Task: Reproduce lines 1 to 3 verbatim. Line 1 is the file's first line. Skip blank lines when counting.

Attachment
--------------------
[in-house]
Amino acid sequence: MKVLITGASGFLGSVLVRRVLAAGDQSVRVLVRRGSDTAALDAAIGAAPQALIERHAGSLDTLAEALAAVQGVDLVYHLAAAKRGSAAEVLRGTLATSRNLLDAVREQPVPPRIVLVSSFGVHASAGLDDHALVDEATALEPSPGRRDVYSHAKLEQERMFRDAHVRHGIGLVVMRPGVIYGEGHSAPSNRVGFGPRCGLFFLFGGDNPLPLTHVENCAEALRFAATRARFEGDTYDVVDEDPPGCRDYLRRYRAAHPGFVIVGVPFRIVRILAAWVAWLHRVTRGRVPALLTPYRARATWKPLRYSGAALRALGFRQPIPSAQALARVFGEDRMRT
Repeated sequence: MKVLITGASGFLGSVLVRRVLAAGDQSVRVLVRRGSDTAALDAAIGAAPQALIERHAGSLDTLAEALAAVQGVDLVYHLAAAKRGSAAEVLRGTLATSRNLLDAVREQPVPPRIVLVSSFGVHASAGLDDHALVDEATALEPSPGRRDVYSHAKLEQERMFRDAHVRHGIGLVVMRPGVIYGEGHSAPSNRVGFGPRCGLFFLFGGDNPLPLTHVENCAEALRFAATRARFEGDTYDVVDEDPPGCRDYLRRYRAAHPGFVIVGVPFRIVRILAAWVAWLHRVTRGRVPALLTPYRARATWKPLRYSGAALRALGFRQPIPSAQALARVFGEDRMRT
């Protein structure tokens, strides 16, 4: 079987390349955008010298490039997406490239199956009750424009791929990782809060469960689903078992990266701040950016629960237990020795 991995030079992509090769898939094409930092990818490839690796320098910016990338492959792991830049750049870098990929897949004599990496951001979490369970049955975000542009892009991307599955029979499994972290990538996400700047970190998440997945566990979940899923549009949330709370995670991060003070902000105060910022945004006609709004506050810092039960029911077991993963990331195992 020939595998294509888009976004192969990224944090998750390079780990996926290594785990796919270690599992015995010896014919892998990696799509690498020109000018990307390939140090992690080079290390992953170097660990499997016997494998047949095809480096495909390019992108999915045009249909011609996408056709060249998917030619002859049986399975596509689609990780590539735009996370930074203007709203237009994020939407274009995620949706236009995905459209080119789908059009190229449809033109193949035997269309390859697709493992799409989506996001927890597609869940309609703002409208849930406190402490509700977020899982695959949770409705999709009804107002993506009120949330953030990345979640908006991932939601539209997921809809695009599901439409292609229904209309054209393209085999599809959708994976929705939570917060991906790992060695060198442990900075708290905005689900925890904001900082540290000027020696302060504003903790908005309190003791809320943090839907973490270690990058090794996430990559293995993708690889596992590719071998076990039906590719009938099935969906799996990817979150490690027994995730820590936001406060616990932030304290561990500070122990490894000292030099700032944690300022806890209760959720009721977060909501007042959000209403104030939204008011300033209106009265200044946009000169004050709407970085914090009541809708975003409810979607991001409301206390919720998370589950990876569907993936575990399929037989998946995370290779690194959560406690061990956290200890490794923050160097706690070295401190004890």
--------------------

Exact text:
[in-house]
Amino acid sequence: MKVLITGASGFLGSVLVRRVLAAGDQSVRVLVRRGSDTAALDAAIGAAPQALIERHAGSLDTLAEALAAVQGVDLVYHLAAAKRGSAAEVLRGTLATSRNLLDAVREQPVPPRIVLVSSFGVHASAGLDDHALVDEATALEPSPGRRDVYSHAKLEQERMFRDAHVRHGIGLVVMRPGVIYGEGHSAPSNRVGFGPRCGLFFLFGGDNPLPLTHVENCAEALRFAATRARFEGDTYDVVDEDPPGCRDYLRRYRAAHPGFVIVGVPFRIVRILAAWVAWLHRVTRGRVPALLTPYRARATWKPLRYSGAALRALGFRQPIPSAQALARVFGEDRMRT
Repeated sequence: MKVLITGASGFLGSVLVRRVLAAGDQSVRVLVRRGSDTAALDAAIGAAPQALIERHAGSLDTLAEALAAVQGVDLVYHLAAAKRGSAAEVLRGTLATSRNLLDAVREQPVPPRIVLVSSFGVHASAGLDDHALVDEATALEPSPGRRDVYSHAKLEQERMFRDAHVRHGIGLVVMRPGVIYGEGHSAPSNRVGFGPRCGLFFLFGGDNPLPLTHVENCAEALRFAATRARFEGDTYDVVDEDPPGCRDYLRRYRAAHPGFVIVGVPFRIVRILAAWVAWLHRVTRGRVPALLTPYRARATWKPLRYSGAALRALGFRQPIPSAQALARVFGEDRMRT